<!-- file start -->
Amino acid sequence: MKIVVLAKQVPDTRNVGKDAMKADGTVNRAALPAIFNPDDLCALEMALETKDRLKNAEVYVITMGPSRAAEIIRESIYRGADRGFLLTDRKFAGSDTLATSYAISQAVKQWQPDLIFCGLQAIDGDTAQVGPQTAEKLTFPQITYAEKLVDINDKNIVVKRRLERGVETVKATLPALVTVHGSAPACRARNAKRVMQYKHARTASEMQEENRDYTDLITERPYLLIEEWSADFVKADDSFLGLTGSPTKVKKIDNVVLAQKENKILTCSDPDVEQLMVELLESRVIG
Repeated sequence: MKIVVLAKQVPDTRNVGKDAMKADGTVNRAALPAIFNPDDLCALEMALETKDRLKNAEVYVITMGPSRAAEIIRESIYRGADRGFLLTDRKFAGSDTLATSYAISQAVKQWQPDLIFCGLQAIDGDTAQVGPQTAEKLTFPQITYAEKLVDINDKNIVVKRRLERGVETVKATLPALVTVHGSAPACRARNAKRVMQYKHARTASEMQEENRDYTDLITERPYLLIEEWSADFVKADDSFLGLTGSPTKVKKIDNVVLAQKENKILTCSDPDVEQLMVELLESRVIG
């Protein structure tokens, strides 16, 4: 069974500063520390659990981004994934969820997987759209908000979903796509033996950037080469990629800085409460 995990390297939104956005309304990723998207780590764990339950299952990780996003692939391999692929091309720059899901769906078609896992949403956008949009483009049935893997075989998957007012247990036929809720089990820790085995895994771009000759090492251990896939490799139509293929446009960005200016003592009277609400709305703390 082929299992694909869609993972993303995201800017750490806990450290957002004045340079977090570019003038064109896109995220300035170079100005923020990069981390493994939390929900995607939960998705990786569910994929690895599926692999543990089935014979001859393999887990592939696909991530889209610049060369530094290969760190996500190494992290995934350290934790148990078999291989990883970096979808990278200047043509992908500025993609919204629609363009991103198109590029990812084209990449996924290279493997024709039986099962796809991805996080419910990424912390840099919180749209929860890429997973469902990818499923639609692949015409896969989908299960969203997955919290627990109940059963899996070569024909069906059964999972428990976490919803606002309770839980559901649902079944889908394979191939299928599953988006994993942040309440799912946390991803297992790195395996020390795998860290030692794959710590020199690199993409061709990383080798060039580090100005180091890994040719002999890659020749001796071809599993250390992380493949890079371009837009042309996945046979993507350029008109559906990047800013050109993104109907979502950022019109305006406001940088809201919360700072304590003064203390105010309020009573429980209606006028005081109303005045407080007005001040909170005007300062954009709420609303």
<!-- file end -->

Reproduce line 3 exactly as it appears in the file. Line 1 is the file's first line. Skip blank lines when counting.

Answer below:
């Protein structure tokens, strides 16, 4: 069974500063520390659990981004994934969820997987759209908000979903796509033996950037080469990629800085409460 995990390297939104956005309304990723998207780590764990339950299952990780996003692939391999692929091309720059899901769906078609896992949403956008949009483009049935893997075989998957007012247990036929809720089990820790085995895994771009000759090492251990896939490799139509293929446009960005200016003592009277609400709305703390 082929299992694909869609993972993303995201800017750490806990450290957002004045340079977090570019003038064109896109995220300035170079100005923020990069981390493994939390929900995607939960998705990786569910994929690895599926692999543990089935014979001859393999887990592939696909991530889209610049060369530094290969760190996500190494992290995934350290934790148990078999291989990883970096979808990278200047043509992908500025993609919204629609363009991103198109590029990812084209990449996924290279493997024709039986099962796809991805996080419910990424912390840099919180749209929860890429997973469902990818499923639609692949015409896969989908299960969203997955919290627990109940059963899996070569024909069906059964999972428990976490919803606002309770839980559901649902079944889908394979191939299928599953988006994993942040309440799912946390991803297992790195395996020390795998860290030692794959710590020199690199993409061709990383080798060039580090100005180091890994040719002999890659020749001796071809599993250390992380493949890079371009837009042309996945046979993507350029008109559906990047800013050109993104109907979502950022019109305006406001940088809201919360700072304590003064203390105010309020009573429980209606006028005081109303005045407080007005001040909170005007300062954009709420609303």